Writer- Brian K. Vaughan
Artist- Marcos Martin
The Walking Dead. Indie comic success story, television juggernaut, pop culture empire expanding from novels to toys. No matter what you first think of when this franchise is discussed, creator Robert Kirkman’s name will eventually come up. Since 2003, Kirkman has been the only writer in the history of the comic, and has been deeply involved in the writing and production of the show since its debut in 2010 as well. In interviews, Kirkman has made it clear that if he ever decides to stop writing the comic, there will be no new writer, as this is his story alone. That being said, it was a surprise when at last year’s Image Expo, Brian K. Vaughan (Saga, Ex Machina) was announced to write a one-shot story set in The Walking Dead universe, something no other writer has done in-canon. The digital-only release would be made available from Vaughan and artist Marcos Martin’s (The Amazing Spider-Man, Daredevil) PanelSyndicate.com, a name-your-price store for downloadable comic books. In return for this story being made exclusively available to their site, Image gets the rights to print Vaughan and Martin’s digital-only series The Private Eye in trade format.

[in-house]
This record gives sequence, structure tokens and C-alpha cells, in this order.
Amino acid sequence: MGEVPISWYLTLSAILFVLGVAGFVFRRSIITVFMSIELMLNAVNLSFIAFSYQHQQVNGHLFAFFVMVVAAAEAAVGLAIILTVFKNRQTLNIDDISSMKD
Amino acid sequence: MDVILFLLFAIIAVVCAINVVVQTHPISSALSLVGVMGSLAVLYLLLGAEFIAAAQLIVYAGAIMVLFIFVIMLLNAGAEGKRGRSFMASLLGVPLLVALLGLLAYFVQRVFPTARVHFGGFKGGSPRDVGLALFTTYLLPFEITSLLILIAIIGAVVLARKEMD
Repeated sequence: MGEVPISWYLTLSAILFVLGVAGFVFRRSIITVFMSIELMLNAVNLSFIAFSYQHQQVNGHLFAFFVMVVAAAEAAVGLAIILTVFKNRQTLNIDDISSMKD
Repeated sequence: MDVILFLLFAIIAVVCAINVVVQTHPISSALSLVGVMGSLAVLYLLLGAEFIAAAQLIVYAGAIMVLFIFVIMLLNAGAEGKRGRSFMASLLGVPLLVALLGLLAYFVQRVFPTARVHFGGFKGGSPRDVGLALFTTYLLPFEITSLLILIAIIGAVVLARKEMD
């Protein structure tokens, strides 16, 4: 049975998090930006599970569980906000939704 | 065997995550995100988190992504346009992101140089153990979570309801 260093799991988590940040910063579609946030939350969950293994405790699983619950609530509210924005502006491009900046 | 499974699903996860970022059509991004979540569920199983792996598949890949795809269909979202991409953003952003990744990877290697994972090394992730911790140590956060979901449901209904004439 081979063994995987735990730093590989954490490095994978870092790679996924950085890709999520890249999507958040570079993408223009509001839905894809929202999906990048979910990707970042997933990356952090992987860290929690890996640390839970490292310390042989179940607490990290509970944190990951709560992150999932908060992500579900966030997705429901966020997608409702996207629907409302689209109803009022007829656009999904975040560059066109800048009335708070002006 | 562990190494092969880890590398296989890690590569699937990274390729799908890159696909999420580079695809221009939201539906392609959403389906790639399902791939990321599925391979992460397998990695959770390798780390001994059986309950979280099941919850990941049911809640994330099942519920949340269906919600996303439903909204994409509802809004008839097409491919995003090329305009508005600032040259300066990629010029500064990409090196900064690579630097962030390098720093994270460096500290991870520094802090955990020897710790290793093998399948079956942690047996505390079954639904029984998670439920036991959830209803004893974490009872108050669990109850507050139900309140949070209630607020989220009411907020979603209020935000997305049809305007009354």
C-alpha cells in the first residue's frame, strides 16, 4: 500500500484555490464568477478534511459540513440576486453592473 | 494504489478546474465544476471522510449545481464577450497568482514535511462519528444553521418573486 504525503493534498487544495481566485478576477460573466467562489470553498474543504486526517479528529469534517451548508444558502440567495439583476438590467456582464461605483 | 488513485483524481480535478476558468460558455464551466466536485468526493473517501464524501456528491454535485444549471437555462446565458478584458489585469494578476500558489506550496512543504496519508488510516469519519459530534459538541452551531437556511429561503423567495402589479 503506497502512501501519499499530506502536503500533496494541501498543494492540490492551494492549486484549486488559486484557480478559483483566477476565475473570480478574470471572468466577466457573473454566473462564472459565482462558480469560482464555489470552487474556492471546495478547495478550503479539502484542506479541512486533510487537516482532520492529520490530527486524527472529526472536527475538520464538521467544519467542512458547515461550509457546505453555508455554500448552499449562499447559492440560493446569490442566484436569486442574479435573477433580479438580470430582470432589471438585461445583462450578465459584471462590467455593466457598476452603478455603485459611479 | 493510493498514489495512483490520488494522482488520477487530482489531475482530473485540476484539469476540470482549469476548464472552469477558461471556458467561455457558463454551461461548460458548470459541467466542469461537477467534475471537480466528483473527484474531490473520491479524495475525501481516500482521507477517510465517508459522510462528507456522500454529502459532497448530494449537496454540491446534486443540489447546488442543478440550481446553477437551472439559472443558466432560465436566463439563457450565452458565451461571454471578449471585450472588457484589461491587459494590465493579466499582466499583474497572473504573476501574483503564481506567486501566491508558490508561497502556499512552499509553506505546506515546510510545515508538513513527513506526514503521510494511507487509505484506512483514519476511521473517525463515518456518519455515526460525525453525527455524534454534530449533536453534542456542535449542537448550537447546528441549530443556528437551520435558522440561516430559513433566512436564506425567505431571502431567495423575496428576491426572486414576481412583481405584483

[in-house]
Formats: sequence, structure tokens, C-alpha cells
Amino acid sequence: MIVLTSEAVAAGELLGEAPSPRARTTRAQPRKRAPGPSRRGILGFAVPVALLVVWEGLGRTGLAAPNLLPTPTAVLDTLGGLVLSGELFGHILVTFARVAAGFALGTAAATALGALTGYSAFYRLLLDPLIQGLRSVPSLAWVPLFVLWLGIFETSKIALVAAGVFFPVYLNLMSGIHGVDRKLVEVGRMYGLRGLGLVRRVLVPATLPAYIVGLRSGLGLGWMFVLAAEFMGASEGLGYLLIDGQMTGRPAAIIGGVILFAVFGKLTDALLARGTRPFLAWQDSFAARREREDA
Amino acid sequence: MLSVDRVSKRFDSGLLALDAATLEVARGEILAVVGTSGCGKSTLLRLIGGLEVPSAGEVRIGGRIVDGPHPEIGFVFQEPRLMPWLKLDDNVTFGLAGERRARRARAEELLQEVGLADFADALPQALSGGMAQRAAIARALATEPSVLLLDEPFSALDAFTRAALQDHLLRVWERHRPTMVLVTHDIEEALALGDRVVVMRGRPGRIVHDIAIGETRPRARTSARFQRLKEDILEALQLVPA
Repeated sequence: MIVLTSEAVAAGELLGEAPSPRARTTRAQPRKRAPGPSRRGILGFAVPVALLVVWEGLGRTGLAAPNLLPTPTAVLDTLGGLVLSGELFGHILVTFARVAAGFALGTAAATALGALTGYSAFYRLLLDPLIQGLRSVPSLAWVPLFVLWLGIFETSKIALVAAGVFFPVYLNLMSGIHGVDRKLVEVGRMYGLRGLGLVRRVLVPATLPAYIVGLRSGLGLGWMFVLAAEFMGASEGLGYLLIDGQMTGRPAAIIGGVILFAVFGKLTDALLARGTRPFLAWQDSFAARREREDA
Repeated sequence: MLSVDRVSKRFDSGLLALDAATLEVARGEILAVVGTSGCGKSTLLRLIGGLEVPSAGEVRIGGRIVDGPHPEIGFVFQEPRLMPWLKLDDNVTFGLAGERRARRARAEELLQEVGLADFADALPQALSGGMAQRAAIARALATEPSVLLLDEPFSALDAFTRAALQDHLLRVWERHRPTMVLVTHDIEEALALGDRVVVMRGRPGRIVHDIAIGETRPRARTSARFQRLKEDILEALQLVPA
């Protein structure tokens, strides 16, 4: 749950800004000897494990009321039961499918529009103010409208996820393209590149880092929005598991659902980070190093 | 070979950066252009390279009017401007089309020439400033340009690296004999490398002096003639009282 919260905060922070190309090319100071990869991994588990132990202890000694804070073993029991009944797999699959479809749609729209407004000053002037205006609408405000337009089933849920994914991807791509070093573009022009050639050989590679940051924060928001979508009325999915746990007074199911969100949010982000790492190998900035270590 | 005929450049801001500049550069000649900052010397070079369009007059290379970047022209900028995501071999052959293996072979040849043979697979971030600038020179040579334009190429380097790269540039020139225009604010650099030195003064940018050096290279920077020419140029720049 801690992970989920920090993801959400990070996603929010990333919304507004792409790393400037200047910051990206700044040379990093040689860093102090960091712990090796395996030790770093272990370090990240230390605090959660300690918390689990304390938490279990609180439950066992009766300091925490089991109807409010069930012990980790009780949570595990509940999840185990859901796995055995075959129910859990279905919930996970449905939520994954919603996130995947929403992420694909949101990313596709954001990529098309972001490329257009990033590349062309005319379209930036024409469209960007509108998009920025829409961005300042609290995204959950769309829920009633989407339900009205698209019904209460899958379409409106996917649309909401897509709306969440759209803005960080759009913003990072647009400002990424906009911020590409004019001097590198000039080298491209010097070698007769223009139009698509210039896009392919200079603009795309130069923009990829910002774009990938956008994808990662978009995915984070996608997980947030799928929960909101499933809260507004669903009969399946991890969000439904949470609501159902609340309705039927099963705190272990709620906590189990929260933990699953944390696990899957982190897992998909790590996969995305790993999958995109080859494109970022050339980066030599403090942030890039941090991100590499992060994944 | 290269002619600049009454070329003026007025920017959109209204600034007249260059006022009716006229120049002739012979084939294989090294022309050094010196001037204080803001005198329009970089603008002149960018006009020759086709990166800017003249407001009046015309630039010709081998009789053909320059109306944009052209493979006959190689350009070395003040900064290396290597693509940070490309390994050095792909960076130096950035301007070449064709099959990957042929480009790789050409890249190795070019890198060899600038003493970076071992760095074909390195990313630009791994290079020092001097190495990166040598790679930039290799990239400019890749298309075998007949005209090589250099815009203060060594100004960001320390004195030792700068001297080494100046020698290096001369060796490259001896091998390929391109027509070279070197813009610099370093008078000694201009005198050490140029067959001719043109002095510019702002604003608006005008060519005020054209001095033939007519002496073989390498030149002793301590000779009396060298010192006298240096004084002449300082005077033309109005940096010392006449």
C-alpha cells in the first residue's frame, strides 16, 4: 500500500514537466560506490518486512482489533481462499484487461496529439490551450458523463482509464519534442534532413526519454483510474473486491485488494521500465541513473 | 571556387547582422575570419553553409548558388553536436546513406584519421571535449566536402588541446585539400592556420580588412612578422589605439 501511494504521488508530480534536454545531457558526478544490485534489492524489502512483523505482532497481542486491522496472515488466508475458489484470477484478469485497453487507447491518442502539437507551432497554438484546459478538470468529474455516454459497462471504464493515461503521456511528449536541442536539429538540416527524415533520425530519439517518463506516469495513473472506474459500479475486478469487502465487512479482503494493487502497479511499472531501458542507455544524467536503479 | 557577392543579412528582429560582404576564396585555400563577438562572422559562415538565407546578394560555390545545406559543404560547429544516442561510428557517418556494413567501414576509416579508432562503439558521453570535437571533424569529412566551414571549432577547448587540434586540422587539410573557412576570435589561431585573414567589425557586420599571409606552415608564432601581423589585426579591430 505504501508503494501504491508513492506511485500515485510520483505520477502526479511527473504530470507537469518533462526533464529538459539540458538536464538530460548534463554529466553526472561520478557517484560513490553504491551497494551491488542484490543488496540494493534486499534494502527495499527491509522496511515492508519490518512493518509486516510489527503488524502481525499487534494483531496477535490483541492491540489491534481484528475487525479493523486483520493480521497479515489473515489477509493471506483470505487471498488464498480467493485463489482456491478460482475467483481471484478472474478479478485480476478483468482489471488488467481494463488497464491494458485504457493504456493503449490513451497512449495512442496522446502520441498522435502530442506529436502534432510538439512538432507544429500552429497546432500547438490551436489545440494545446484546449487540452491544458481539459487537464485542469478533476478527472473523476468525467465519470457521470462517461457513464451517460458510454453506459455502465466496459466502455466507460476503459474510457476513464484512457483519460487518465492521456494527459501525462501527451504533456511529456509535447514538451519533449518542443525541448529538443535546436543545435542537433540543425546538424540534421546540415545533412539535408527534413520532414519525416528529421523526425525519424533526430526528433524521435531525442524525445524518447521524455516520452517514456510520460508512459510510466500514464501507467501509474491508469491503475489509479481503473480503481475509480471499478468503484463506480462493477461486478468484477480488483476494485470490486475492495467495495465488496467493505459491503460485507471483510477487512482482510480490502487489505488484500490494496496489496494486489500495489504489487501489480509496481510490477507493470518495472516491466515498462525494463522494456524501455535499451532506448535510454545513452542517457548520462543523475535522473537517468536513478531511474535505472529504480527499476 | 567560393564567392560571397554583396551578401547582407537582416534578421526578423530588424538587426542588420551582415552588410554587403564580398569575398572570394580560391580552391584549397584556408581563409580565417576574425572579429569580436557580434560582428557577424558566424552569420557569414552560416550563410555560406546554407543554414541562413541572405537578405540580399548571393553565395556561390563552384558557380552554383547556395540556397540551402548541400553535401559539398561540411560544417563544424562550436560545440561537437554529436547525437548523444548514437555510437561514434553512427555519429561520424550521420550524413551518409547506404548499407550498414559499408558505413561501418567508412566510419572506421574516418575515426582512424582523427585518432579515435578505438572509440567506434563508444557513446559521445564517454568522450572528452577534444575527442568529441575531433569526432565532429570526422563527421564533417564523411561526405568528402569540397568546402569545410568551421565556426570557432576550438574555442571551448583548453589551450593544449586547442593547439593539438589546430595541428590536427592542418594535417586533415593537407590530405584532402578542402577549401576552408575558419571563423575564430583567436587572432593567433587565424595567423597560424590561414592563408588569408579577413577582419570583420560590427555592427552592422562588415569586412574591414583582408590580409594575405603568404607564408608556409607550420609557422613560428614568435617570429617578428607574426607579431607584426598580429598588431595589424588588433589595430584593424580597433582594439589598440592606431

The Alien takes place in an undead-ravaged Barcelona, immediately answering the question as to whether the zombie epidemic has spread to places other than the U.S. We follow an American abroad named Jeff as he struggles to stay alive in the face of the first days of this new horror. After witnessing a child being ripped apart by a horde of walkers, Jeff is saved by a knight in shining armor. Her name is Claudia, and she’s a native of Barcelona and museum curator, explaining the actual medieval armor she uses to protect herself from the undead. Jeff and Claudia hatch a plan to escape via boat, and the story follows their attempt to procure a vessel. Just as the story gets to within a few pages of the ending, and we think this is an unrelated tale set in the same universe as the main series, we are given a vital piece of information about one of these characters that ties it into Kirkman’s book beautifully. No spoilers here, as the reveal was truly fun and surprising.
Vaughan turns in a good script which makes us quickly care for these two characters and their plight. Jeff and Claudia have a chemistry that could have sustained a longer storyline than this one issue. Martin is the true all-star here as he takes a crack at interpreting a universe that’s been visually defined by Charlie Adlard’s art for over one hundred issues. Martin’s already gorgeous linework is amplified in black and white, and the last few pages do something no prior WD issue has done in-continuity: use color, and to great emotional effect, leading to a memorable ending.
The Walking Dead will remain Kirkman’s baby, and in all honesty it should. If every few years, we get a team as talented as Vaughan and Martin to produce a supplement as good as The Alien, I can see nothing wrong with that. This story succeeds as a one-off, but also offers a very low chance of eventually tying into the main series eventually. If you are a hardcore fan of The Walking Dead, get over to PanelSyndicate.com and take advantage of their pay-what-you-want strategy. Be mindful, though, that the artists and writers involved take no pay up front, so your contribution goes towards their salary.
5 Barcelona Sewers of 5